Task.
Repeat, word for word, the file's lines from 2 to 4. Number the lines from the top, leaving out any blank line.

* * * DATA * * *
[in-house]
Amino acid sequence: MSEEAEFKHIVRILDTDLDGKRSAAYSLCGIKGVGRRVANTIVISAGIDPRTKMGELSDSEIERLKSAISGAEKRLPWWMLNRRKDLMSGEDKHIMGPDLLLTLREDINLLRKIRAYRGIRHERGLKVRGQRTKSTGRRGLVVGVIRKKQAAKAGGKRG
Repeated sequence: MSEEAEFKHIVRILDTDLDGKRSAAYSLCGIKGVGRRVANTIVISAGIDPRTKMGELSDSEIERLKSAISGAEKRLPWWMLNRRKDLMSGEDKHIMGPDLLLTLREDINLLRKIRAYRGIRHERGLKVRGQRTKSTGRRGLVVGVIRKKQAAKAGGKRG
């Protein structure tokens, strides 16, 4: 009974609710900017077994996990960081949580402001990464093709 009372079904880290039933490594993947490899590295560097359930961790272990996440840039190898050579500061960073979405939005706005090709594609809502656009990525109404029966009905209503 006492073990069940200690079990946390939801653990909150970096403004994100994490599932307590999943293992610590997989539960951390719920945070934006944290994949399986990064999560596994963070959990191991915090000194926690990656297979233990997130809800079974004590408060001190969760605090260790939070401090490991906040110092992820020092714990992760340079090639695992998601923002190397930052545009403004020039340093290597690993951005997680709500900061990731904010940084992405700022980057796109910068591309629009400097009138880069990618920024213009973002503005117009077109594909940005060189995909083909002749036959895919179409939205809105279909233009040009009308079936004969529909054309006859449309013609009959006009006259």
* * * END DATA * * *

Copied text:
Amino acid sequence: MSEEAEFKHIVRILDTDLDGKRSAAYSLCGIKGVGRRVANTIVISAGIDPRTKMGELSDSEIERLKSAISGAEKRLPWWMLNRRKDLMSGEDKHIMGPDLLLTLREDINLLRKIRAYRGIRHERGLKVRGQRTKSTGRRGLVVGVIRKKQAAKAGGKRG
Repeated sequence: MSEEAEFKHIVRILDTDLDGKRSAAYSLCGIKGVGRRVANTIVISAGIDPRTKMGELSDSEIERLKSAISGAEKRLPWWMLNRRKDLMSGEDKHIMGPDLLLTLREDINLLRKIRAYRGIRHERGLKVRGQRTKSTGRRGLVVGVIRKKQAAKAGGKRG
């Protein structure tokens, strides 16, 4: 009974609710900017077994996990960081949580402001990464093709 009372079904880290039933490594993947490899590295560097359930961790272990996440840039190898050579500061960073979405939005706005090709594609809502656009990525109404029966009905209503 006492073990069940200690079990946390939801653990909150970096403004994100994490599932307590999943293992610590997989539960951390719920945070934006944290994949399986990064999560596994963070959990191991915090000194926690990656297979233990997130809800079974004590408060001190969760605090260790939070401090490991906040110092992820020092714990992760340079090639695992998601923002190397930052545009403004020039340093290597690993951005997680709500900061990731904010940084992405700022980057796109910068591309629009400097009138880069990618920024213009973002503005117009077109594909940005060189995909083909002749036959895919179409939205809105279909233009040009009308079936004969529909054309006859449309013609009959006009006259």